Five Finger Death Punch – on the wrong side of heaven, but doing just fine
Ahead of next week’s metal gig of the year – when Five Finger Death Punch share the stage in Dublin's O2 with the mighty Avenged Sevenfold – 5FDP guitarist Zoltán Báthory talks to The Irish Times
And one of us said “let’s reach out to Rob, he likes Five Finger Death Punch”. It was a long shot. Rob Halford is the Metal God. We sent him the material. He loved it and he came to Las Vegas to record it with us. It was a lot of fun. When we were in the studio, we were saying to ourselves that at least we did this and we could die happy!
You are touring with Avenged Sevenfold who are probably the biggest contemporary metal band in the world. Are they a model of where you want to be at?
Avenged Sevenfold are ahead of us by five or six years, but we are putting out records nearly every year. We’re catching up. I think it is a great bill for heavy metal fans. We share a huge fanbase. In the United States, we have almost caught up to them now. If I was to pick a role model for a band, I would say that role model has to be Rammstein. When I hear them I think “holy shit”. They are the bands that really push it out when it comes to the live shows. Don’t get me wrong, but we love Avenged Sevenfold.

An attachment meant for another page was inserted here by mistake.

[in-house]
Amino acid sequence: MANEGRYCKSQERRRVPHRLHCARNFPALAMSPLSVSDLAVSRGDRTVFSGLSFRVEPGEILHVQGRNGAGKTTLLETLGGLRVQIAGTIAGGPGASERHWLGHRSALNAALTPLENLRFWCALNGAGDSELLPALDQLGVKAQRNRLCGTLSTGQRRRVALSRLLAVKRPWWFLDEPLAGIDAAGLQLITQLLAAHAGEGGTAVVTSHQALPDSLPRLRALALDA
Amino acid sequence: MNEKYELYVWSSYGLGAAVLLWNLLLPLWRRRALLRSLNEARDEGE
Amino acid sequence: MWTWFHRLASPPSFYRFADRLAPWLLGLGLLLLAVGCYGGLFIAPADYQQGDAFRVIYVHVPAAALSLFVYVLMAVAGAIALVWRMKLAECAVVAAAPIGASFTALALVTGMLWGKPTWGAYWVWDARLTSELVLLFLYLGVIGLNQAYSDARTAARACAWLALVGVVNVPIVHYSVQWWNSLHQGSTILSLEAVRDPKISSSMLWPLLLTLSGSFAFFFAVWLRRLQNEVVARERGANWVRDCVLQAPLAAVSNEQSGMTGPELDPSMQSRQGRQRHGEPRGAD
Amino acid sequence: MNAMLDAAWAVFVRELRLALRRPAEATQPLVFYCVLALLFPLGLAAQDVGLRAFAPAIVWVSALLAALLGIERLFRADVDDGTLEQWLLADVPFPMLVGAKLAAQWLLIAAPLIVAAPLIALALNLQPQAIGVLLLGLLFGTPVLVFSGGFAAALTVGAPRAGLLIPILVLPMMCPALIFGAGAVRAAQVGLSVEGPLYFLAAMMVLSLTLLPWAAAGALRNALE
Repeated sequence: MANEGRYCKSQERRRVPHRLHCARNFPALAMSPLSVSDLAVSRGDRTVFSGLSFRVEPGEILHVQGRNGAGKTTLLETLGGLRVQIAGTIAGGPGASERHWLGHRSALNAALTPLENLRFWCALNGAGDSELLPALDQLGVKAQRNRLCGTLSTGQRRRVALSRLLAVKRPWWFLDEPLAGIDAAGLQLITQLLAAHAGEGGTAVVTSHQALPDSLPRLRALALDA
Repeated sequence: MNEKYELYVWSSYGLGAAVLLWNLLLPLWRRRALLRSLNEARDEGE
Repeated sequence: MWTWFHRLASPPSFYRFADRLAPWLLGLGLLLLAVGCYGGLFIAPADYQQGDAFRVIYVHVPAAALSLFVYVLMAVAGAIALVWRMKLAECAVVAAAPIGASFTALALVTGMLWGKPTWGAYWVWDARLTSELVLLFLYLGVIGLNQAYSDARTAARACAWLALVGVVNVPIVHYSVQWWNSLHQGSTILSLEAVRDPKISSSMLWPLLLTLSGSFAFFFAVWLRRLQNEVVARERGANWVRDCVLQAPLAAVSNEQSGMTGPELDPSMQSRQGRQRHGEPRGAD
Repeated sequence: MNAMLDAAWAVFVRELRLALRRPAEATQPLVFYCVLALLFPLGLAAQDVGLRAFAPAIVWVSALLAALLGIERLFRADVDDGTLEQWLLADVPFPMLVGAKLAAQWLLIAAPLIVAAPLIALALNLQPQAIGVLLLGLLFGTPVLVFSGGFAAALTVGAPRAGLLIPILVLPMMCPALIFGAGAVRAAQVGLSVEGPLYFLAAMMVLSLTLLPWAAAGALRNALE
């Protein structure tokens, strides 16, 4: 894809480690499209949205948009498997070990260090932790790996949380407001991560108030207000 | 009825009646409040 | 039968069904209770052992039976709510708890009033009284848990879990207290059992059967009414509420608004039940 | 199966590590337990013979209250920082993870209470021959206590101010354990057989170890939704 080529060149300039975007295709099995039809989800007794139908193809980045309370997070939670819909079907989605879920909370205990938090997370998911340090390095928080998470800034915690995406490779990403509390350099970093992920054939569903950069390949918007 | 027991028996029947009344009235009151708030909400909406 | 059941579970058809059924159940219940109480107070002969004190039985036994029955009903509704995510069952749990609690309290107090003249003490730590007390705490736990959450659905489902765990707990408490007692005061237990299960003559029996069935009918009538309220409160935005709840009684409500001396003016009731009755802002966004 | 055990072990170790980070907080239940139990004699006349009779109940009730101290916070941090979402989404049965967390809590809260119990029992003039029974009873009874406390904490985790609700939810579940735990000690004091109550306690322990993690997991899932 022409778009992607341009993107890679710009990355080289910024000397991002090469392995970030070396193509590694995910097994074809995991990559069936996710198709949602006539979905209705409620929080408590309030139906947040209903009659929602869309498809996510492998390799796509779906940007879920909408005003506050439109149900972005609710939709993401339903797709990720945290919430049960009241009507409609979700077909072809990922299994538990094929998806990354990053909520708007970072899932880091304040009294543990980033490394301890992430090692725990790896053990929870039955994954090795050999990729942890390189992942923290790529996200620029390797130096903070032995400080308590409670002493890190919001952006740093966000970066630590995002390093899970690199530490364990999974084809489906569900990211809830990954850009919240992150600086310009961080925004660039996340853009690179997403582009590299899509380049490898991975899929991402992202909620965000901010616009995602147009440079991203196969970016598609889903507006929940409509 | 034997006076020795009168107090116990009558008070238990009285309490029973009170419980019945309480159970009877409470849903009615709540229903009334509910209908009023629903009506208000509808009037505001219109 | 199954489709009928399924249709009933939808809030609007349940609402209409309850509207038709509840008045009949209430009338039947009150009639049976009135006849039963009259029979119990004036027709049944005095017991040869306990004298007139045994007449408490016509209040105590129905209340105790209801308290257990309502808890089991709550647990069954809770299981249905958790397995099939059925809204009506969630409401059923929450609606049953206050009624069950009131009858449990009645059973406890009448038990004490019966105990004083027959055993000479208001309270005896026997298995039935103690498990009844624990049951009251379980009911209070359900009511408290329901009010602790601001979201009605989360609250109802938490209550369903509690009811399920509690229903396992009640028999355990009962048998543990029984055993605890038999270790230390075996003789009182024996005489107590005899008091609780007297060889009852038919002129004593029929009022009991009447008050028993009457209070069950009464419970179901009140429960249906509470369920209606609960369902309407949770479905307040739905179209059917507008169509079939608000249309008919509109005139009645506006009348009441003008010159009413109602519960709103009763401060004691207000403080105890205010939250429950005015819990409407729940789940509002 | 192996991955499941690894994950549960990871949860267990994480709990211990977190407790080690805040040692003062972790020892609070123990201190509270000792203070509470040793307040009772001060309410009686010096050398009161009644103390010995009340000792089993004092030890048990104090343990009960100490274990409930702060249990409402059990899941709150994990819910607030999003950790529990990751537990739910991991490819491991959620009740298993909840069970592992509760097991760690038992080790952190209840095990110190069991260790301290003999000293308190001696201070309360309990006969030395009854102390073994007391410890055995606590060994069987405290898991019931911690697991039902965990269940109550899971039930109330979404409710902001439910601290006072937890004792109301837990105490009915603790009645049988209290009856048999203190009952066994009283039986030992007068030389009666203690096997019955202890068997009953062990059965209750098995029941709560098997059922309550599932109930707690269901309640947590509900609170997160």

Avenged Sevenfold seem to attract a lot of hatred from heavy metal fans who think they are not the real thing. What do you think?
It’s a really weird time. We’re the first generation of bands that have to deal with the internet. The internet was just growing up at the start of the 2000s. We’re probably the first generation of bands where anybody who has an anonymous opinion can voice it. If you are really looking from where the hate is coming from, you will find out that it is a small number of very vocal individuals who usually troll the internet with anonymous names. These are people that just talk shit behind an anonymous identity. Everybody gets hate nowadays.
We are doing something that is fairly accessible music, it is not extreme metal. So we are going to get more popular and go on the radio. Automatically fans of extreme bands would see us as having sold out. It is kind of ridiculous. Avenged Sevenfold are the same band they were since day one. We too are doing the same thing as when we started. It’s not like we are making a jazz-pop record.
You have an album called American Capitalist. Is there a strong political dimension to your music?
We were always a band that wanted to push boundaries. When the Iraq war came, the record was called War is the Answer. We didn’t pick a side. We’re not politicians, but we wanted to push a couple of buttons.